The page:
At the time of writing, this book has over 70 reviews on Amazon with an average rating of just under 41/2 stars. I can only assume that the higher ratings have been added by the author’s dedicated fans, or possibly those of an advanced readers group.
This particular book is number 5 in a collection known as the detective’s daughter series, written by an author I’d not heard of, but an award winner never the less.
Rarely do I feel like giving up on a book, but this one tested my patience to extreme limits. Maybe reading the books in order would make this one easier to follow? – A suggestion only, I simply don’t know.
The story revolves around a missing woman, presumed murdered, from several years ago: she had been walking her dog alongside the Thames, only the dog returned. The neighbours are a rather peculiar mixture with at least one falling under suspicion.
The husband of the 'victim' asks a woman running a cleaning company and part-time detective agency to find out what happened once and for all. How, or why, this agency was selected or will solve a mystery that the police couldn’t, is a complete mystery in itself.
I found this an incredibly difficult book to get into. Somehow, the first few chapters just didn’t work for me. They were incredibly confusing and I found myself searching back to see if I’d missed anything.
I even got confused with a few of the key characters. Again, I had to skim back to refresh my memory.
One of the things I found particularly frustrating was the constant hopping backwards and forwards in time. One minute we are reliving yet another repeat of the events on the night of the disappearance, the next we are in the present with our part-time sleuth walking along the very same tow-path, but with her sidekick, who is what can only be described as a paranormal ‘sensitive’.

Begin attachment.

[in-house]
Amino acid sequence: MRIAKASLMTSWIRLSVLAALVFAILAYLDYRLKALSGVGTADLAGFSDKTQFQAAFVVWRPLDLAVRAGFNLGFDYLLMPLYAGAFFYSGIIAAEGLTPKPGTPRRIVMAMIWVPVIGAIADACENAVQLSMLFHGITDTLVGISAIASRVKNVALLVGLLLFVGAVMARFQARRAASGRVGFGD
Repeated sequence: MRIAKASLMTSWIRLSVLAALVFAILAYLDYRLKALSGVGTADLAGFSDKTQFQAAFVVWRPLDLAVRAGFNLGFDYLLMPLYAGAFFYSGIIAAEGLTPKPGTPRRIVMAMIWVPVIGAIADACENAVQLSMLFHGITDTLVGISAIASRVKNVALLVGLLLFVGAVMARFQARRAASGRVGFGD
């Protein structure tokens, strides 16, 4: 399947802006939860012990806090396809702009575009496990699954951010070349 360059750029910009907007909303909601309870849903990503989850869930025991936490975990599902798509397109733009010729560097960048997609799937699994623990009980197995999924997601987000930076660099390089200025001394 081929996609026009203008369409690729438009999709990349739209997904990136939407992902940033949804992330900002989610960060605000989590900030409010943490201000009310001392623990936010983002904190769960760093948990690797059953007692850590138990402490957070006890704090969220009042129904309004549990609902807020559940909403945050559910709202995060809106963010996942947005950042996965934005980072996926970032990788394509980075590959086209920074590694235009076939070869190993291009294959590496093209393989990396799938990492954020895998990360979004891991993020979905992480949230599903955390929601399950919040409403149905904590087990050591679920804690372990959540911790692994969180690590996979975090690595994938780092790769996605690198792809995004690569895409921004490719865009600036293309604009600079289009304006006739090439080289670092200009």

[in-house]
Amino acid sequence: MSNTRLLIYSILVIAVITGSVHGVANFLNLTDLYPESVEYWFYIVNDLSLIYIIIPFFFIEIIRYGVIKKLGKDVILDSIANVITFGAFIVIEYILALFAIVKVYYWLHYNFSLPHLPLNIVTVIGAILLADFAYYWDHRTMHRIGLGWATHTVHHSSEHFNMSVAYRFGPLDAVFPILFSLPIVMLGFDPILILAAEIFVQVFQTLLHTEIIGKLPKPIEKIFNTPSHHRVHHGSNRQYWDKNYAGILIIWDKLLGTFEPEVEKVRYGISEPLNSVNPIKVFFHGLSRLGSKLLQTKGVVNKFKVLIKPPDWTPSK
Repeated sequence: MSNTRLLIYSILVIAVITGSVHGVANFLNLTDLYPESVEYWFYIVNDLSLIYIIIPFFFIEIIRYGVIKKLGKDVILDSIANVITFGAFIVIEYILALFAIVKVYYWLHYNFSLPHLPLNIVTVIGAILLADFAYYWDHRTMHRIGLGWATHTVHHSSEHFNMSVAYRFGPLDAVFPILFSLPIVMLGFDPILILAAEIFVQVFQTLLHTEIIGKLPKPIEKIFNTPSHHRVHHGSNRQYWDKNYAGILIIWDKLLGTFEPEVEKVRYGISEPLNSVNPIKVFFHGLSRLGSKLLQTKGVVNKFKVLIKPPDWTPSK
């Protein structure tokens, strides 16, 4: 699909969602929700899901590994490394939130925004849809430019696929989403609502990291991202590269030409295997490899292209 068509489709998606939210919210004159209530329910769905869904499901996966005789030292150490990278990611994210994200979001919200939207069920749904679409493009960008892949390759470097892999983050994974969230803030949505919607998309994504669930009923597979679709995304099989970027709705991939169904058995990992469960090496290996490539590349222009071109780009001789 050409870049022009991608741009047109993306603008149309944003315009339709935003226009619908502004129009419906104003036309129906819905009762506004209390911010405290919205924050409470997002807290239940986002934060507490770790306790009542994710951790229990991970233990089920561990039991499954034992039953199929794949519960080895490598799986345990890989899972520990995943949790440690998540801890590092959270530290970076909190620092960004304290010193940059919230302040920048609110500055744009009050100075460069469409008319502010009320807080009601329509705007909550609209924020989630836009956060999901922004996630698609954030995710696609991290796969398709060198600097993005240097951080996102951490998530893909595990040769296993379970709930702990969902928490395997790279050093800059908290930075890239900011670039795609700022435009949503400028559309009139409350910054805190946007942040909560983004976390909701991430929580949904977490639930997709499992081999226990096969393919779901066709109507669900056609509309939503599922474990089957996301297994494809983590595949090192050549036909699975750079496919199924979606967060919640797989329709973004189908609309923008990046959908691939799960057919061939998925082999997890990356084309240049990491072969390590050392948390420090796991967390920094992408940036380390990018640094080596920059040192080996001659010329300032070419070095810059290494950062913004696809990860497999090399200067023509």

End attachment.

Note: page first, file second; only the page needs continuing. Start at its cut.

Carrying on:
I felt stifled with the minutiae of detail that was handed to me in the present. Do I really need to know the sniffing habits of each dog encountered on a walk? Surely such detail ought to be reserved for the past events where clues as to what actually happened ought to be buried?
Fiction is all about getting your reader to suspend their disbelief and to go along with your flow of events. It is also about developing well rounded and believable characters: characters that the readers are willing on to succeed in their quest. This book totally failed to do any of this with me. Time and time again I found myself asking if this, or that, could really have happened, and asking why a particular character would behave as they did.
Recognising the time and effort that goes into creating a book I do feel a bit mean by writing this review as I have done, but I can only say things as I see them. Apologies Lesley, but I can only run to 2 anchors on this: it simply wasn’t a book for me.